Monsignor Harry J. Byrne, JCD * * * Comment/

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Location: 3103 Arlington Avenue,, Bronx, NY 10463, United States

August 30, 2009


It was theatre on a grand scale, not in the Roman colosseum or in a Greek agora, but in the Basilica of Our Lady of Perpetual Help on Boston's Mission Hill. Yesterday the Mass of Christian burial for Senator Ted Kennedy took place there, "weaving together memory and hope", in the words of homilist, Father Mark R. Hession, and connecting the senator's public committment to social justice with the faith life of "a vibrant and caring family", whose narrative "is woven throughout the history of of the nation for the past half century". As the military ceremony ended with the reverent folding of the flag over the casket, the religious ceremony began with four women carefully draping the pall where the flag had been. The senator's wife, Victoria, was there, tenderly aligning the pall and smoothing out its wrinkles.

Hession's homily touched on Kennedy's prayerful visits to the basilica at the time his daughter, Kara, battled the disease that she survived but that took away her father. Hession, the pastor of the church that served the Kennedy compound on the Cape, told of offering Mass there and praying with the dying senator. The scripture readings were clearly related to Kennedy's vision of social justice: Wisdom 3, 1-9: "The just shall shine and run to and fro like sparks among the reeds." Responsorial: Ps.71 "He shall deliver the poor from the mighty; and the needy that had no helper." Romans 8, 31-39: "Nor height, nor depth, nor any other creature shall be able to separate us from the love of God which is in Christ Jesus, the Lord.". Matthew 25, 31-40: "I was hungry and you gave me to eat, thirsty and you gave me to drink, a stranger and you took me in, naked and you covered me, sick and you visited me, in prison and you came to me."

Kennedy was not canonized yesterday. The homilist adverted to more than mere imperfections. Ted Kennedy, Jr spoke of his father's trip as one of redemption. President Obama, too, made gentle mention of "personal failings and setbacks". The president's eulogy resonated with Catholic belief and tradition and featured his great gift of language. "He was given a gift of time that his brothers were not. And he used that time to touch as many lives and right as many wrongs as the years would allow." He was a "veritable force of nature... the baby of the family who became its patriarch, the restless dreamer who became its rock." And those left behind, "grieve his passing with the memories he gave, the good he did, the dream he kept alive".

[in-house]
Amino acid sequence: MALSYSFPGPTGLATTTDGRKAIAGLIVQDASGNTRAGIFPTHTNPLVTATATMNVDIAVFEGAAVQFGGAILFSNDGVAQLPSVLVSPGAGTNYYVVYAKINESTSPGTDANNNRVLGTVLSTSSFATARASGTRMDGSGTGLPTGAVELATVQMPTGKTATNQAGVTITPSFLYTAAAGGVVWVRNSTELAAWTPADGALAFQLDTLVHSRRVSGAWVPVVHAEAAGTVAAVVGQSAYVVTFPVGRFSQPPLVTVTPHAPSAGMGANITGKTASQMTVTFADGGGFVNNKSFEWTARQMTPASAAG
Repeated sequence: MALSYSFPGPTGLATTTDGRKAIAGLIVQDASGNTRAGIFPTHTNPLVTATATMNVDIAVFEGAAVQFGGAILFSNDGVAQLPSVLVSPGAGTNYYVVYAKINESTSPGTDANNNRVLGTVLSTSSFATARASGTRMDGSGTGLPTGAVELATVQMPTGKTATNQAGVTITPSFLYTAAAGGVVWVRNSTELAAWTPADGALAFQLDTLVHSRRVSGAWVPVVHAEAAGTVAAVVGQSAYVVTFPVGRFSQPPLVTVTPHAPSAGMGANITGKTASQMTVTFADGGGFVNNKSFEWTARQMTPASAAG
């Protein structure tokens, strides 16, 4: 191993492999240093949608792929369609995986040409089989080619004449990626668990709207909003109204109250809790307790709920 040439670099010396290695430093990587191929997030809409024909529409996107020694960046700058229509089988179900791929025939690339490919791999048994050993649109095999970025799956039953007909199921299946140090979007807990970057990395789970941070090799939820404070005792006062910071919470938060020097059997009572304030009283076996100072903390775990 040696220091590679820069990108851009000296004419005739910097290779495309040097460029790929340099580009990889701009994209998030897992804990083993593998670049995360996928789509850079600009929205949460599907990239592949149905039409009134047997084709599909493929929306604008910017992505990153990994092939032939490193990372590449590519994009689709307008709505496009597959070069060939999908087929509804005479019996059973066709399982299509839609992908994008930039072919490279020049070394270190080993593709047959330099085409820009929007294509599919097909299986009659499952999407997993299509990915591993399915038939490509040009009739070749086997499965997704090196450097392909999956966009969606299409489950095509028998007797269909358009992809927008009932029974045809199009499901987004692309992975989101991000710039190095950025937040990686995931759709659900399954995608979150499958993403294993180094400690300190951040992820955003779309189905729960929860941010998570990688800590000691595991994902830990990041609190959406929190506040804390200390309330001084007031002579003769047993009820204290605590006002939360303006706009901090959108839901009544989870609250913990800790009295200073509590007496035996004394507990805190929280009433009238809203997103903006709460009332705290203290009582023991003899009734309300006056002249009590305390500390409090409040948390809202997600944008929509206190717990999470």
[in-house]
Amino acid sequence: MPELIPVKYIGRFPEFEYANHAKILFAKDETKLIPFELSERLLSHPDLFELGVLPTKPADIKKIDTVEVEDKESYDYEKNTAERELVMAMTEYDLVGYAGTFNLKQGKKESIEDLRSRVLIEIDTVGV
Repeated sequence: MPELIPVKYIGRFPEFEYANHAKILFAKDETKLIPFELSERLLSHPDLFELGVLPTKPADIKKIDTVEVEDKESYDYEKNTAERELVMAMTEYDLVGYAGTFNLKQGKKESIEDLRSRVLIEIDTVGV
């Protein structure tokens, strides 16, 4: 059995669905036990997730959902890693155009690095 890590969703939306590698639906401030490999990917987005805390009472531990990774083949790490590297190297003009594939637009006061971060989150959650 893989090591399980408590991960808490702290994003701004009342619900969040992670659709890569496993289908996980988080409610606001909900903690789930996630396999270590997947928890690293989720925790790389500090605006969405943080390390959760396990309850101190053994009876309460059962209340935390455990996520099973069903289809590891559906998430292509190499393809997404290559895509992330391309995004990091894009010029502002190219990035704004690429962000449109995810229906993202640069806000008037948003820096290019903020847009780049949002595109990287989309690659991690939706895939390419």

A columnist , David Horney, characterized the day: "How very Catholic it all was. These events often feel much less religious, with liturgy a mere glaze over a civil ceremony. Kennedy, though, was a deeply Catholic man." In his recent letter to the pope, he "connected virtually all his objectives as a legislator to the social teachings of Roman Catholicism".

The day showed great adulation of Senator Kennedy by the movers and shakers of society and by the people on the street caught by TV cameras for their brief comments.

My own view as a blogger: It was a day of reflexion! Life and death seen on a grand scale. Inner coherence of Catholic belief and tradition. Great honesty. Have we ever heard a eulogy for a priest or bishop as forthright as yesterday's? Who put all this together? The Kennedys! Cardinal O'Malley had a minor role. The Basilica is run by the Redemptorist Order. They had practically no role. The Kennedys called the shots. They even had the sidewalk repaired the day before, since it was in bad shape!

Interesting aspect: The senator was pro choice. He had a prior marriage. Victoria, too, was divorced. Local Right-to-Lifers put enormous pressure,
happily unsuccessfully, on Cardinal O'Malley to be absent. How could the Church go along with this? Prominence of Kennedys? No. Could this ecclesastical acceptance of this couple be ultimately a recognition of the right of conscience? Both were people of deep and genuine Catholic faith and apparently regularly receiving Communion at Mass. I think most of us know couples married after divorce, who regard themselves as, in conscience , truly married and therefore participating in the sacraments. Should this be looked into with a possible acceptance of divorce as our Protestant and Greek Orthodox and Jewish brothers and sisters do? Is the life long marriage contract like a title of ownership to a car that is now a clunker in an auto junk yard?

The pro choice situation does not lend itself to such a solution. The life of the unborn is inviolable. But an erroneous conscience must be followed. Some of our fellow Catholics, politicians and others, after thoughtfully weighing a multitude of considerations, even prayerfully, seemed to have reached a conclusion in conscience, however incorrect, of accepting pro choice positions. Can the Church accept a health plan with an abortion flaw in light of many benefits that flow from it? Can the best be the enemy of the good? Tough considerations; tough questions. Can our Church accept imperfect members in the hope of persuasion and development? Has it already accepted Senator and Ms. Kennedy in today's dramatic action of redemption? Can the Church give up its passion for total control? Is Senator Kennedy a hero, however imperfect? This is the point of the polarization in our Church today.